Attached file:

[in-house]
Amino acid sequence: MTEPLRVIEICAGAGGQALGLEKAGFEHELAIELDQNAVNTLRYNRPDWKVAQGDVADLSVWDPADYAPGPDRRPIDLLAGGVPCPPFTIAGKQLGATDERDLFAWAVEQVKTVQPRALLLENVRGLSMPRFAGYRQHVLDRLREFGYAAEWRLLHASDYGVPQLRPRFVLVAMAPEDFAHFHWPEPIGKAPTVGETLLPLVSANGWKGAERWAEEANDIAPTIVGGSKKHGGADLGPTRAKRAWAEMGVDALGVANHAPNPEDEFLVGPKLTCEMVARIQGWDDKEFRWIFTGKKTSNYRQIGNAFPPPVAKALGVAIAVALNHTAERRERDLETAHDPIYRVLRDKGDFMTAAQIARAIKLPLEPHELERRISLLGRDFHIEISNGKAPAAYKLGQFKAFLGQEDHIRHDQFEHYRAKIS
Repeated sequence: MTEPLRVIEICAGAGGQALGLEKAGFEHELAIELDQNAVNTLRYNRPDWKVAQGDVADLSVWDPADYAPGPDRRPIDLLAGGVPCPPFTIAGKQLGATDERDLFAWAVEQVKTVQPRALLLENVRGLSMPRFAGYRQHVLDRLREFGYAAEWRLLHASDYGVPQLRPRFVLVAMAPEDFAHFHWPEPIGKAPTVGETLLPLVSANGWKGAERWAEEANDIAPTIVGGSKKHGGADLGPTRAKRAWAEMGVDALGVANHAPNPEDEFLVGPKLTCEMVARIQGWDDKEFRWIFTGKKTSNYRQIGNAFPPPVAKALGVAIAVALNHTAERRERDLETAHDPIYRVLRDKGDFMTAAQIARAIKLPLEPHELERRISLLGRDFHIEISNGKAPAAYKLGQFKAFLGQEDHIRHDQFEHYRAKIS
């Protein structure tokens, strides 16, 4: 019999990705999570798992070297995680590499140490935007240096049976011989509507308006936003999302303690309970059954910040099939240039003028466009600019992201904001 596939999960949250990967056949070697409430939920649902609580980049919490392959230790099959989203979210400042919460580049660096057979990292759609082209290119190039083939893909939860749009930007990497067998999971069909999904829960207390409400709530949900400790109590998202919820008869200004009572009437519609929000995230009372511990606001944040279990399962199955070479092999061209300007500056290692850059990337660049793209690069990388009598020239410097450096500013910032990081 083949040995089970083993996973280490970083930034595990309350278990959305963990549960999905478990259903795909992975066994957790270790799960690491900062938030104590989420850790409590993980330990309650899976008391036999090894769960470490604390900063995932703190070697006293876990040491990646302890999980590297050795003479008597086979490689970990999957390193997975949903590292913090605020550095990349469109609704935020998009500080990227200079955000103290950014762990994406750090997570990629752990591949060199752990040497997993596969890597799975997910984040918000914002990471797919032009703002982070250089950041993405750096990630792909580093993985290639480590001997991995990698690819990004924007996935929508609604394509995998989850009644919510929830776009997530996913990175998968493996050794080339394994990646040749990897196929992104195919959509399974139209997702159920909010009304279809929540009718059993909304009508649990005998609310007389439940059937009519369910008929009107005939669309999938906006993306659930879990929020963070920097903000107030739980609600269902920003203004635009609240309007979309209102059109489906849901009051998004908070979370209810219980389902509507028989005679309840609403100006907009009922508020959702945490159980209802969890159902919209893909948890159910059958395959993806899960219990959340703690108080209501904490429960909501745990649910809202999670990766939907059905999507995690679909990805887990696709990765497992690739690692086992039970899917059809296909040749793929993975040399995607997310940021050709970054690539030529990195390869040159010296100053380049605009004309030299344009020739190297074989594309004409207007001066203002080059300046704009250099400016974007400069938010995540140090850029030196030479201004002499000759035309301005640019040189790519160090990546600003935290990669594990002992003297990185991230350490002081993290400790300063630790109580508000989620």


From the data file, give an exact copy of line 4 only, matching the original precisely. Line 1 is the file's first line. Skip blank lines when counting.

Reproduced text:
């Protein structure tokens, strides 16, 4: 019999990705999570798992070297995680590499140490935007240096049976011989509507308006936003999302303690309970059954910040099939240039003028466009600019992201904001 596939999960949250990967056949070697409430939920649902609580980049919490392959230790099959989203979210400042919460580049660096057979990292759609082209290119190039083939893909939860749009930007990497067998999971069909999904829960207390409400709530949900400790109590998202919820008869200004009572009437519609929000995230009372511990606001944040279990399962199955070479092999061209300007500056290692850059990337660049793209690069990388009598020239410097450096500013910032990081 083949040995089970083993996973280490970083930034595990309350278990959305963990549960999905478990259903795909992975066994957790270790799960690491900062938030104590989420850790409590993980330990309650899976008391036999090894769960470490604390900063995932703190070697006293876990040491990646302890999980590297050795003479008597086979490689970990999957390193997975949903590292913090605020550095990349469109609704935020998009500080990227200079955000103290950014762990994406750090997570990629752990591949060199752990040497997993596969890597799975997910984040918000914002990471797919032009703002982070250089950041993405750096990630792909580093993985290639480590001997991995990698690819990004924007996935929508609604394509995998989850009644919510929830776009997530996913990175998968493996050794080339394994990646040749990897196929992104195919959509399974139209997702159920909010009304279809929540009718059993909304009508649990005998609310007389439940059937009519369910008929009107005939669309999938906006993306659930879990929020963070920097903000107030739980609600269902920003203004635009609240309007979309209102059109489906849901009051998004908070979370209810219980389902509507028989005679309840609403100006907009009922508020959702945490159980209802969890159902919209893909948890159910059958395959993806899960219990959340703690108080209501904490429960909501745990649910809202999670990766939907059905999507995690679909990805887990696709990765497992690739690692086992039970899917059809296909040749793929993975040399995607997310940021050709970054690539030529990195390869040159010296100053380049605009004309030299344009020739190297074989594309004409207007001066203002080059300046704009250099400016974007400069938010995540140090850029030196030479201004002499000759035309301005640019040189790519160090990546600003935290990669594990002992003297990185991230350490002081993290400790300063630790109580508000989620």